How I Decide Where To Pitch

What comes first, the chicken or the idea?

But first, some micro-level industry buzz…

In the past few weeks, I’ve learned that *three* of my beloved editors are transitioning from their current positions. That makes a total of five of my editors since November who have moved into new, non-pitches-from-Ruth-accepting roles. (Btw, Amanda Shapiro is now the person to pitch at Healthyish. Her email is

A Medium publication that I rely on as sort of an anchor client is axing their $1-ish per word rates in order to pick up stories shared through the Medium Partner Program, at a significantly lower base rate — and they may not be the only ones. This already happened to me last year (Human Parts) and I’m waiting, breath bated, to hear back from another Medium editor I just pitched.

In the background, the rates attached to the calls for pitches on Sonia Weiser’s Opportunities of the Week and Study Hall have also been seeming low lately. There just seems to be a lot of shifting happening right now.

All of this is obviously anecdotal. Here’s hoping that it’s just my corner of the interwebs at this particular moment in time where things are looking grim. Regardless, now seems like a good time to talk pitching strategy.

Idea vs. Market

When people ask me what my pitching strategy is, I usually say “haphazard.” But there is a method to my madness.

Some writing coaches say it’s best to make a list of publications to pitch, research them, and then generate targeted ideas for them. This is a great way to get your foot in the door at dream publications, cash in on a niche you already have, and sell evergreen content. But if you’re only pitching things in line with what a magazine has already published, are you really pitching them something new?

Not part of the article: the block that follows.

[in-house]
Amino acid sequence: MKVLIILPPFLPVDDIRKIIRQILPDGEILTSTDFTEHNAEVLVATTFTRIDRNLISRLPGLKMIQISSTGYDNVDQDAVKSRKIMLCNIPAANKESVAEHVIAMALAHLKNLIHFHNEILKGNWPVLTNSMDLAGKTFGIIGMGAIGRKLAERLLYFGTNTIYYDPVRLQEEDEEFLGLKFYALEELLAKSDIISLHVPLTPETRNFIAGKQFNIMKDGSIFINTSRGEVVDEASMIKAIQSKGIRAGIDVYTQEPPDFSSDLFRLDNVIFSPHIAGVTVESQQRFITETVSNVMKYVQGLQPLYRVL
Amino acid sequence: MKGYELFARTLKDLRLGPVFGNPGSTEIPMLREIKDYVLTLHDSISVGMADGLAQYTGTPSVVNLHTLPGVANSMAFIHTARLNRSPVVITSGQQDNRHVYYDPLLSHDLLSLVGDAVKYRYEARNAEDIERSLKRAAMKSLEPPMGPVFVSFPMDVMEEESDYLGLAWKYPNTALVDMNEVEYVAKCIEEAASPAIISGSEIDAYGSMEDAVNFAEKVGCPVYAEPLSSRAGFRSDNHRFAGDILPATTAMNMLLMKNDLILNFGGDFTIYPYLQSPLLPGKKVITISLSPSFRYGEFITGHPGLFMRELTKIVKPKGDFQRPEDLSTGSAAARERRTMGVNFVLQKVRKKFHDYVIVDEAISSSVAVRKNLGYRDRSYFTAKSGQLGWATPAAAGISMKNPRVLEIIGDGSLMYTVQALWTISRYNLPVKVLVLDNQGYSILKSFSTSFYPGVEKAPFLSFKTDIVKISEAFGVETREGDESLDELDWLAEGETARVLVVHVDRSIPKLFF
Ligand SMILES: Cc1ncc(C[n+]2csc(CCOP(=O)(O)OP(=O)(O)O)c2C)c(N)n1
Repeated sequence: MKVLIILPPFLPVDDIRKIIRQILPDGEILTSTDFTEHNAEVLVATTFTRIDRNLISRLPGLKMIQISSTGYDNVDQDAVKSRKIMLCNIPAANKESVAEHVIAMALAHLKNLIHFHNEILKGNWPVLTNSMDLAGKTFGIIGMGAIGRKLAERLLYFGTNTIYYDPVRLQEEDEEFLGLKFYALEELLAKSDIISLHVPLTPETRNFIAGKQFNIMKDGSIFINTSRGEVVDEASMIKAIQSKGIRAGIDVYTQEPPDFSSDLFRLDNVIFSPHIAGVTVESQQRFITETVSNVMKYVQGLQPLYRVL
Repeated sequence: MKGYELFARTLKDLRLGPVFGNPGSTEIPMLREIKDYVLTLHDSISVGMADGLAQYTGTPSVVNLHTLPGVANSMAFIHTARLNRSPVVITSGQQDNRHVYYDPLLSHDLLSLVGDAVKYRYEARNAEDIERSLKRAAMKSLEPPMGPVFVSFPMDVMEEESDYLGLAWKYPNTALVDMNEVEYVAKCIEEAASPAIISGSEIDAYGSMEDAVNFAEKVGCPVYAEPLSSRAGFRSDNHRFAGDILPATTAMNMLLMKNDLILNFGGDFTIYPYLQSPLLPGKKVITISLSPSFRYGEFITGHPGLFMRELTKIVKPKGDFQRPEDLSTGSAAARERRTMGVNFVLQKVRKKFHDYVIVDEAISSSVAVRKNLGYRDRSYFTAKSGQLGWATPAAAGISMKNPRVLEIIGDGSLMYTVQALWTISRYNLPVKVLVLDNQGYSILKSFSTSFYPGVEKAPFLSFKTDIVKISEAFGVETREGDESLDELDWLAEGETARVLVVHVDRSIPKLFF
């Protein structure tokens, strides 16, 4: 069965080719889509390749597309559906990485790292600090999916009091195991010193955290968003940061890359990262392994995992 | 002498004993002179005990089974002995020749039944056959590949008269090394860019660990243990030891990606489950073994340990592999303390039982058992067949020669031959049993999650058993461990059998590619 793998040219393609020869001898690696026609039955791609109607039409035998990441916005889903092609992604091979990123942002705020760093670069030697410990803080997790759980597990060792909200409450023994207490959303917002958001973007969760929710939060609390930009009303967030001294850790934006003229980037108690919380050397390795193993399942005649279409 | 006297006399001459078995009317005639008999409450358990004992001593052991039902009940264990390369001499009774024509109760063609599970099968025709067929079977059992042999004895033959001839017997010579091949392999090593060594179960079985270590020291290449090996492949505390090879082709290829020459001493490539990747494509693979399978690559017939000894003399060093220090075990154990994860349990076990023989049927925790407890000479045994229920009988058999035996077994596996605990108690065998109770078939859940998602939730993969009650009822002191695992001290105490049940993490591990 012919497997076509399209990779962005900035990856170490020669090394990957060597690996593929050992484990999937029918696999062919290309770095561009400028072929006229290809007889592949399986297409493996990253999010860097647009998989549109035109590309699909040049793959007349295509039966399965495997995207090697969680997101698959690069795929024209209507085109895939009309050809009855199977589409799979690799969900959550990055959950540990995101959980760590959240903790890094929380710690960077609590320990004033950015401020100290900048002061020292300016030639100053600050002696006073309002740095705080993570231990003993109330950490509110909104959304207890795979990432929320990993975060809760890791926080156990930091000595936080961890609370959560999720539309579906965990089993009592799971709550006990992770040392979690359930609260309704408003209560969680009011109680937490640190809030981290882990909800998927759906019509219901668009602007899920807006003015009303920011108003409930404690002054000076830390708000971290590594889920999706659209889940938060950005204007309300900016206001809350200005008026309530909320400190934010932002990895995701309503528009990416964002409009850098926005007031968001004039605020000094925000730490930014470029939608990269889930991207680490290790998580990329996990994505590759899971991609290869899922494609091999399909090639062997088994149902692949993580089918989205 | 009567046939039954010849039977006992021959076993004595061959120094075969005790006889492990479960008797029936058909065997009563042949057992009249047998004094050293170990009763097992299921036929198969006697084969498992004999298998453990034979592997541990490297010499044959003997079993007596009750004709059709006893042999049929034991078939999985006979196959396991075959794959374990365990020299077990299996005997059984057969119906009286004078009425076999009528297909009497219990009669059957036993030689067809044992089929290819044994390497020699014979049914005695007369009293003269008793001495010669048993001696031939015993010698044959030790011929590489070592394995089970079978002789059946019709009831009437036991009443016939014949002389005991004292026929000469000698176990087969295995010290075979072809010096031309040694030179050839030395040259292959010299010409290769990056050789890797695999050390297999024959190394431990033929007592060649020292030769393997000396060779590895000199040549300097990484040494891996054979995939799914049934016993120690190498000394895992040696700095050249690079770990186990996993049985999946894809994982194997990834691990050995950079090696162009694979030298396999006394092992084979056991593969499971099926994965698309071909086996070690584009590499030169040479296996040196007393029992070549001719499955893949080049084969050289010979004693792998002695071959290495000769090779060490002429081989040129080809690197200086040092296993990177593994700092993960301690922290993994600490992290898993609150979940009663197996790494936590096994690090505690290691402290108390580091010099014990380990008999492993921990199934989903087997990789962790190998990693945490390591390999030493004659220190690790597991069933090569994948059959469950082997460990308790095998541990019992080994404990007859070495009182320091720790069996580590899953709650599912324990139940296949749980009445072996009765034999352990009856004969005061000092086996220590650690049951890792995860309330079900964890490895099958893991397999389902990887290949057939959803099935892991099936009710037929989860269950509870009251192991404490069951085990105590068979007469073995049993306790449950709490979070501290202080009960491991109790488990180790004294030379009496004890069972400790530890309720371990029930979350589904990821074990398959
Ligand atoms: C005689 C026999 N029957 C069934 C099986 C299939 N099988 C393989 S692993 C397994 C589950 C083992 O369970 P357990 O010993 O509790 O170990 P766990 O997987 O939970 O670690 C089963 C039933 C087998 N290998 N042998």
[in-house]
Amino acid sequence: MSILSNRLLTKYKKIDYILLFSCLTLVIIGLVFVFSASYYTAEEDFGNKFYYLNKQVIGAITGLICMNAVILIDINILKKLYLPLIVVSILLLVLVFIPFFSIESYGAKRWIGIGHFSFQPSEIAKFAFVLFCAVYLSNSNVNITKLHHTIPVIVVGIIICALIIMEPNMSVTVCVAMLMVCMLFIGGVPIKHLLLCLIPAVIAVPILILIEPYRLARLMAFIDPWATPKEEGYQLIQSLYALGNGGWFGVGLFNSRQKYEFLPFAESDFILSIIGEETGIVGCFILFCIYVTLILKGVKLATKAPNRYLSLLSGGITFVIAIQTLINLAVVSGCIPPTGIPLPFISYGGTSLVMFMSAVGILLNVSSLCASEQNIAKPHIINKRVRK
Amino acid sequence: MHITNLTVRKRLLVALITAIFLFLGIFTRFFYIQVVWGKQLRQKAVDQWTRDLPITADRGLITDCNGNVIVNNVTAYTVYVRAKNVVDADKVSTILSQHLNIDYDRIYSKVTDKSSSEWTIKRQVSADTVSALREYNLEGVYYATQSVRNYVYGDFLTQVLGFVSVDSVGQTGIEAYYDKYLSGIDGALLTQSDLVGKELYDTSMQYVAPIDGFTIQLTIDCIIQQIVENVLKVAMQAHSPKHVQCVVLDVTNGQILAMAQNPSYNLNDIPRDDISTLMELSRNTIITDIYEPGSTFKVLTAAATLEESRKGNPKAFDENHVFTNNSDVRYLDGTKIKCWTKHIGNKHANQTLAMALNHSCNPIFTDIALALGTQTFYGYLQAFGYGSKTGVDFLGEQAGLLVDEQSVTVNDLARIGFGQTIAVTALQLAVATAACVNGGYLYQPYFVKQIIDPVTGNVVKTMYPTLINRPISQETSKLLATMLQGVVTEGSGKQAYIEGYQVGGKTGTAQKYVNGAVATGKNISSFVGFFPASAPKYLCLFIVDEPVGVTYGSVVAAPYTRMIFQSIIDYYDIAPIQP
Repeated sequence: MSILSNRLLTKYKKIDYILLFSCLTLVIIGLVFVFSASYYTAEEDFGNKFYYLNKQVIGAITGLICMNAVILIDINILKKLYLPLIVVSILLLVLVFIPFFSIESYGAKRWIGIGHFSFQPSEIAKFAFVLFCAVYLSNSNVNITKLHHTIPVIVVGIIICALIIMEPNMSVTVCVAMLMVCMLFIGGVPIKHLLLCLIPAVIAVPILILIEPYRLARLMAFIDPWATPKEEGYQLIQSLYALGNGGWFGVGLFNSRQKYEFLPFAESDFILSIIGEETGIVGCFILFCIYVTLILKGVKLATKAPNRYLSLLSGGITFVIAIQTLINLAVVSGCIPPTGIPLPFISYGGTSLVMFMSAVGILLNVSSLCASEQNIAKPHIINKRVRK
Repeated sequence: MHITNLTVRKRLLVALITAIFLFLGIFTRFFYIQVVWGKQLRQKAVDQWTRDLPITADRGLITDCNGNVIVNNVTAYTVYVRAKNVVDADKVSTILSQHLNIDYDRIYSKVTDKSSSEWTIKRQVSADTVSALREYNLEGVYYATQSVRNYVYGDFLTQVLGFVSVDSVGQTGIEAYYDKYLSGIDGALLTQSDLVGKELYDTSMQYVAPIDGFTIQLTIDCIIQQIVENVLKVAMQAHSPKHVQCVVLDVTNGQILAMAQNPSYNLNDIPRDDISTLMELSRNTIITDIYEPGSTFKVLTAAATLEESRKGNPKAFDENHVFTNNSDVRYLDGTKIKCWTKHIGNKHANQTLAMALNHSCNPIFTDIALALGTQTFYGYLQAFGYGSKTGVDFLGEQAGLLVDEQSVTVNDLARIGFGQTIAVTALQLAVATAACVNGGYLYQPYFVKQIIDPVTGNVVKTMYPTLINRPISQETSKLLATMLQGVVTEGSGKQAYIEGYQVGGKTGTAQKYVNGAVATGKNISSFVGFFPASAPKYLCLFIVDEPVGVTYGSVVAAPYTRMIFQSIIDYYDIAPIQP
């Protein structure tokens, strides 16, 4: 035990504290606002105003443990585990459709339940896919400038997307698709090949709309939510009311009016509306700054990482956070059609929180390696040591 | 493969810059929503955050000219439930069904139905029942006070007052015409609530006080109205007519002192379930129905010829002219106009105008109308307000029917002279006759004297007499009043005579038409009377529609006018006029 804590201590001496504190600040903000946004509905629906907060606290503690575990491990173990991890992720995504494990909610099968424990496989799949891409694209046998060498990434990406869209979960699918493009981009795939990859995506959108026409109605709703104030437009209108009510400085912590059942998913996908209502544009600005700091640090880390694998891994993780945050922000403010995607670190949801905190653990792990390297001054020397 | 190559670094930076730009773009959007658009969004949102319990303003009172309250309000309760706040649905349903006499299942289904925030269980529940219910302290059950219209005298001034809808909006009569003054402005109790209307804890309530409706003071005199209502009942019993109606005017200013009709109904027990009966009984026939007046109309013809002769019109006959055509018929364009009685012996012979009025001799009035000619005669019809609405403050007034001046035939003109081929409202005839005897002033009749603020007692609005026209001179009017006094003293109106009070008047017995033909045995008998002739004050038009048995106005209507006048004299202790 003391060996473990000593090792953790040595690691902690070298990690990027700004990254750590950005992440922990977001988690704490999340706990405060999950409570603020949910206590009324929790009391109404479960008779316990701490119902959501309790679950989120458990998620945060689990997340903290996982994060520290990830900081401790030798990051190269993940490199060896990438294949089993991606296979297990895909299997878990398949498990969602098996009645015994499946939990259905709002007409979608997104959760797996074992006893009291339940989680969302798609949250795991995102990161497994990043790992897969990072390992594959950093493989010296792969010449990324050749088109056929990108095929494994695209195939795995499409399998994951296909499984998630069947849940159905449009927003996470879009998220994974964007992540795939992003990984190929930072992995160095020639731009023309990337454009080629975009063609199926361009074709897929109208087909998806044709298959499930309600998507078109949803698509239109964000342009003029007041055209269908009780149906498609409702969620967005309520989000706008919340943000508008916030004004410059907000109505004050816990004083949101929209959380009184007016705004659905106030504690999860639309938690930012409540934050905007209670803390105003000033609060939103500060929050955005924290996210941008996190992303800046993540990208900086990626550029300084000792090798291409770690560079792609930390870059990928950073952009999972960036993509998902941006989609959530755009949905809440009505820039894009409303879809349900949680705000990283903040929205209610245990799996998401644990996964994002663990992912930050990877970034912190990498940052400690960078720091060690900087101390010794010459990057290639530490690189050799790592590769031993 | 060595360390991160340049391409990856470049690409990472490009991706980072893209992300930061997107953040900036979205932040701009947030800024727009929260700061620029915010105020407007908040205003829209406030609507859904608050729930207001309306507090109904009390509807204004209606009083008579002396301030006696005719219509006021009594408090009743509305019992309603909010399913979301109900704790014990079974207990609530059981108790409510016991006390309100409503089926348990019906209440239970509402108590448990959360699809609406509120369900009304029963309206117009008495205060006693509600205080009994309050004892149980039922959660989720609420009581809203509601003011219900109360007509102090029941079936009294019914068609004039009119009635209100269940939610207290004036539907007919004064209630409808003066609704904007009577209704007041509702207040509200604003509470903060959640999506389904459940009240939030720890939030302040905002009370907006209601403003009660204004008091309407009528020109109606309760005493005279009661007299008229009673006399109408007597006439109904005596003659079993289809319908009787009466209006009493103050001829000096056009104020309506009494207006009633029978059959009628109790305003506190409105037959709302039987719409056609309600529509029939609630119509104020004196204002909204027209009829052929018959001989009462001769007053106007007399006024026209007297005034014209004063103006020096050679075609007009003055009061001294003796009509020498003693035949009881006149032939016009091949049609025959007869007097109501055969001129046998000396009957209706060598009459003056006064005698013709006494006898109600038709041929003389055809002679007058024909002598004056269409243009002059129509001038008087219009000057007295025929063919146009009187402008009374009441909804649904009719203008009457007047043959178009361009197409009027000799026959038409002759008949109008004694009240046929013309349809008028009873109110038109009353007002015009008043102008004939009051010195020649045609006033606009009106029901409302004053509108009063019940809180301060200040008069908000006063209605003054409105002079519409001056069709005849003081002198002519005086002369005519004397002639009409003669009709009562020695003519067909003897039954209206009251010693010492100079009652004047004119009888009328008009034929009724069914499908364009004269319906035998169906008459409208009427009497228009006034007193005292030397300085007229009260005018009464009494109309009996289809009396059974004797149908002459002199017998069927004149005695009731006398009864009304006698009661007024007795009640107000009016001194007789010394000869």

Other folks swear that you should have a “tickler file” of ideas — yes, this is the grossest name of a file ever — which you can always refer back to and pitch to various editors until they find homes. Starting with the idea, IMHO, makes it more likely that you’ll pitch editors something that they just haven’t seen before and that showcases your unique identity, voice, and value-added. It also really lends itself to pitching simultaneously. (Stay tuned for an Ask Brad on that particular topic.)

Still, in your puppy-like pitching enthusiasm you may be sending ideas to publications you haven’t fully researched or pitching so much that you aren’t effectively tracking and following up on those pitches. I’m also not sure this method is great for pitching print or content writing clients.

My brain is wired for variety and idea generation — not methodically plodding through market research hoping something I read will generate a story idea. On the other hand, my creativity thrives in constraints so limiting myself in terms of markets is actually a good thing for me. And that’s why I use a mixed-up hybrid non-strategy strategy.

Ruth’s Mixed-up Hybrid Pitching “Strategy”

I’m learning that automation is key to managing ADHD, reducing decision fatigue, and just managing life in a way that doesn’t make me want to cry all the time. While sadly I still don’t have a solid gold morning routine, I have managed to automate aspects of the pitching process in a way that I think brings the best of all possible pitching worlds. Here’s how to do it.